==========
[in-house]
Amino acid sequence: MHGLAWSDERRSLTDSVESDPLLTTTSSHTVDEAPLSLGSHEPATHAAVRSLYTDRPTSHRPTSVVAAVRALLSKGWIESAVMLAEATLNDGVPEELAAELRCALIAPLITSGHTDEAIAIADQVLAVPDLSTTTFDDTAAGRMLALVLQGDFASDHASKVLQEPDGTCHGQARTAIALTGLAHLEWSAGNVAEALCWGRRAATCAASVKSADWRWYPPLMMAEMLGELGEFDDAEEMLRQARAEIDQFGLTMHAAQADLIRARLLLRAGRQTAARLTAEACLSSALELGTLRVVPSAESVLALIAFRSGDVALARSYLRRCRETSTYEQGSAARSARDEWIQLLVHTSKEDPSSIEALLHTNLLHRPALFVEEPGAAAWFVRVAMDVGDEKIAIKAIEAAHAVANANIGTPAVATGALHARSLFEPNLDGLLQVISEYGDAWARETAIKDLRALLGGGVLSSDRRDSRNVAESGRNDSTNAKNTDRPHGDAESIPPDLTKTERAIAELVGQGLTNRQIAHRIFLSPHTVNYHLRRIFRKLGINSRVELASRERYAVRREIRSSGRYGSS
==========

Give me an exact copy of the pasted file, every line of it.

[in-house]
Amino acid sequence: MHGLAWSDERRSLTDSVESDPLLTTTSSHTVDEAPLSLGSHEPATHAAVRSLYTDRPTSHRPTSVVAAVRALLSKGWIESAVMLAEATLNDGVPEELAAELRCALIAPLITSGHTDEAIAIADQVLAVPDLSTTTFDDTAAGRMLALVLQGDFASDHASKVLQEPDGTCHGQARTAIALTGLAHLEWSAGNVAEALCWGRRAATCAASVKSADWRWYPPLMMAEMLGELGEFDDAEEMLRQARAEIDQFGLTMHAAQADLIRARLLLRAGRQTAARLTAEACLSSALELGTLRVVPSAESVLALIAFRSGDVALARSYLRRCRETSTYEQGSAARSARDEWIQLLVHTSKEDPSSIEALLHTNLLHRPALFVEEPGAAAWFVRVAMDVGDEKIAIKAIEAAHAVANANIGTPAVATGALHARSLFEPNLDGLLQVISEYGDAWARETAIKDLRALLGGGVLSSDRRDSRNVAESGRNDSTNAKNTDRPHGDAESIPPDLTKTERAIAELVGQGLTNRQIAHRIFLSPHTVNYHLRRIFRKLGINSRVELASRERYAVRREIRSSGRYGSS